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Speech Anxiety for Game Developers

A good topic is any topic you desperately care about

I've spent the past year and a bit travelling full-time from conference to conference, but I have no natural talent for public speaking whatsoever. The first time my boss asked me to speak on camera, I forgot my own name. Fifteen minutes before the second talk I ever gave, a man asked me if the seat next to me was taken and I was so nervous I couldn't understand the question and couldn't answer. I just stared at him until he walked away.

But speaking at conferences is good. It's good for so many reasons. If you are working on something that you love, you can channel that energy to the audience. If you are working on something you don't care about at all, you can slow the destruction of your soul by talking about something you would love to work on. If you are part of an oppressed group in your day-to-day workplace, conferences are a chance not to be interrupted, not to be ignored, not to be the only one. They are a chance to be heard. When you share your ideas, you find kindred spirits and you open up opportunities for future collaborations. You also receive generous critiques and your ideas improve. It's community and it's good.

Do you have something you want to say to the world, but are horrified by public speaking like I was? Slowly over time, adjusting with each terrifying misstep, I've developed a rigorous process for writing and giving talks. Maybe something in my process will help you find your voice too.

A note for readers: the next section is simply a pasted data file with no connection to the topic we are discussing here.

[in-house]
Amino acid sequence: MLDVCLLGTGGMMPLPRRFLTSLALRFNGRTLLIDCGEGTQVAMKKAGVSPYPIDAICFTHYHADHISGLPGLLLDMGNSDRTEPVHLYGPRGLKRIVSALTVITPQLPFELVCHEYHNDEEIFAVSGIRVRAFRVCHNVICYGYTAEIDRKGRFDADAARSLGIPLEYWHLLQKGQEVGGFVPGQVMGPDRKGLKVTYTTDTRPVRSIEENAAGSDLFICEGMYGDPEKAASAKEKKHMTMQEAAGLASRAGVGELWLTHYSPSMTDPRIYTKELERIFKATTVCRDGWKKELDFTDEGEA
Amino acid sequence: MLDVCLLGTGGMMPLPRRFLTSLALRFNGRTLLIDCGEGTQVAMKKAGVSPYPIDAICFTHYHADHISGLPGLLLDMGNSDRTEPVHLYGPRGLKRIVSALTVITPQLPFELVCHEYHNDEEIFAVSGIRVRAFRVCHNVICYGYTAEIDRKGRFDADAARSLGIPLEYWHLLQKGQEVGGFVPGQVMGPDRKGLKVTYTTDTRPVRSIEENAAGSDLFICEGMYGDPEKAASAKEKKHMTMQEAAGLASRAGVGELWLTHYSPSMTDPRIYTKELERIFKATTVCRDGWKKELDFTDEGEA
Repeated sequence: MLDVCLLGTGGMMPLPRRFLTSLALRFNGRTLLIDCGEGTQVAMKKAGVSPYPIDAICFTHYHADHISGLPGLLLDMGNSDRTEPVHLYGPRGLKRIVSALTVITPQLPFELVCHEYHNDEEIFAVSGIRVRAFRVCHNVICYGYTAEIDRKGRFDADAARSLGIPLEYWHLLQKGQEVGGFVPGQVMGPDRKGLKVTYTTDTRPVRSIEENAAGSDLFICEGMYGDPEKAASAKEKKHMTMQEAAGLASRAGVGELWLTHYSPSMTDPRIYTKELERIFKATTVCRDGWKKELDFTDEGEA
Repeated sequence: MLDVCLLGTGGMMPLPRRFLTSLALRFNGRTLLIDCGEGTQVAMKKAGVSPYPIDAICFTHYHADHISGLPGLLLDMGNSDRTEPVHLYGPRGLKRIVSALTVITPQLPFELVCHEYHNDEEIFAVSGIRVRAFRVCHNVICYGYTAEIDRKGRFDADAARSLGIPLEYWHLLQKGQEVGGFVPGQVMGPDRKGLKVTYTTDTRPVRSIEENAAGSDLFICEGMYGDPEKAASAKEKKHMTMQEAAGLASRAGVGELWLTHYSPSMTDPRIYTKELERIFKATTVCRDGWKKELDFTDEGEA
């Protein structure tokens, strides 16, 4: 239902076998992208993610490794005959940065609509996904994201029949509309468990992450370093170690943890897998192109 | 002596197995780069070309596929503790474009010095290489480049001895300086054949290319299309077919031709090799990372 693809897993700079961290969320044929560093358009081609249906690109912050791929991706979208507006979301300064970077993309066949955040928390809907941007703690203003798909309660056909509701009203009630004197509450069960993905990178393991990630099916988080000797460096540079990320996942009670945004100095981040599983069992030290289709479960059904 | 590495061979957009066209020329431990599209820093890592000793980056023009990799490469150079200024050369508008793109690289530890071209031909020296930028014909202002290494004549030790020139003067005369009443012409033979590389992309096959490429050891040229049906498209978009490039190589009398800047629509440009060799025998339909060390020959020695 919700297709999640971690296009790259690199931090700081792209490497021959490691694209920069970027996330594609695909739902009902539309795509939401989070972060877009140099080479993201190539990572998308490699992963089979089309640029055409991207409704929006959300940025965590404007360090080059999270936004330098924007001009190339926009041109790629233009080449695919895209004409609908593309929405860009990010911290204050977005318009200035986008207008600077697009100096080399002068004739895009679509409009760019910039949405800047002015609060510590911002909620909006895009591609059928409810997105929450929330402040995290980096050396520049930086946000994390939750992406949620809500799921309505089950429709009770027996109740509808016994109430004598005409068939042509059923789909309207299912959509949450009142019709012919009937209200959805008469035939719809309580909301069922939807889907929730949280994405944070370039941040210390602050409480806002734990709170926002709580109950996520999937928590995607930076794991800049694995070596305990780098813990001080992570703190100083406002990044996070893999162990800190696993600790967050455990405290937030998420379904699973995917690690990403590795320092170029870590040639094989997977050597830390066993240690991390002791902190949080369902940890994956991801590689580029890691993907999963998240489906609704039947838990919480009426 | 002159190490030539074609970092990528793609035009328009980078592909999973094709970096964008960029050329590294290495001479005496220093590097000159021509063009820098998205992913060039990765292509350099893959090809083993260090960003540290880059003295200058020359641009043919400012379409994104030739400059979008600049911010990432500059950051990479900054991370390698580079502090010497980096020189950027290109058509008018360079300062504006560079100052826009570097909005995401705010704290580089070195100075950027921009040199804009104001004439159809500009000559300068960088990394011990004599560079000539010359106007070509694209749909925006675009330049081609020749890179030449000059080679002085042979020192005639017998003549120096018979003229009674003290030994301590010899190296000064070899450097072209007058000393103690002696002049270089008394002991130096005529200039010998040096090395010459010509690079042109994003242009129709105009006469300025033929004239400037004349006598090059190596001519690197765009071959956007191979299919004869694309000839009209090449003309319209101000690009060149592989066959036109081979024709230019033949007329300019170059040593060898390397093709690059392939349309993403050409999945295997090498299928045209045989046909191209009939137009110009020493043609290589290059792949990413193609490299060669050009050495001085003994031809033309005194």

Step 1: A good topic is any topic you desperately care about

A week before the first good talk I ever gave, I met with a friend to get feedback. He patiently listened as I described at length how great my slides were, and how great I was for finishing them a week early. When I was finally done, he told me that out of my 60 slides, only one was interesting. He told me I had to rewrite the whole talk. And he was right. That slide was the only one in the presentation that was honest and heartfelt.

"If someone doesn't have a basic understanding of systemic discrimination and bias and equity by now, they are not my audience"

My friend taught me to start everything I do by thinking about what I care about and to work from there. Every talk I've given that made me feel like I would vomit in the middle of it was one where I tried to say what I thought people wanted or needed to hear, or where I tried to stick to what I was allowed to say within corporate restrictions. Now I just make everything personal and vulnerable and saturated with my militant intersectional feminist agenda, and interestingly, it goes much better.

I also decide who my audience is. I discovered that my talks are less clear and less effective when I try to speak to everyone. Now I speak to inspire and give tools to under-represented game developers and their allies only. If someone doesn't have a basic understanding of systemic discrimination and bias and equity by now, they are not my audience. Even more interestingly, since I narrowed down my target audience, people outside my target audience receive my talks better too.

And you don't need to wait until you have more experience to try speaking. If you are new in the industry your ideas are probably fresher and more interesting than mine. No matter your experience level, if you speak about what you are truly passionate about, it will help people.

If you are having trouble naming what you care about, you can ask yourself these questions: Why did I get out of bed this morning? Why do I go to work? Why am I in this industry? What makes my blood boil? What gives me deep satisfaction? What game would I like to play that doesn't exist and why would I like to play it and why does it not exist?

This approach will make your talk better, and it might make your projects better too.

Step 2: Start with why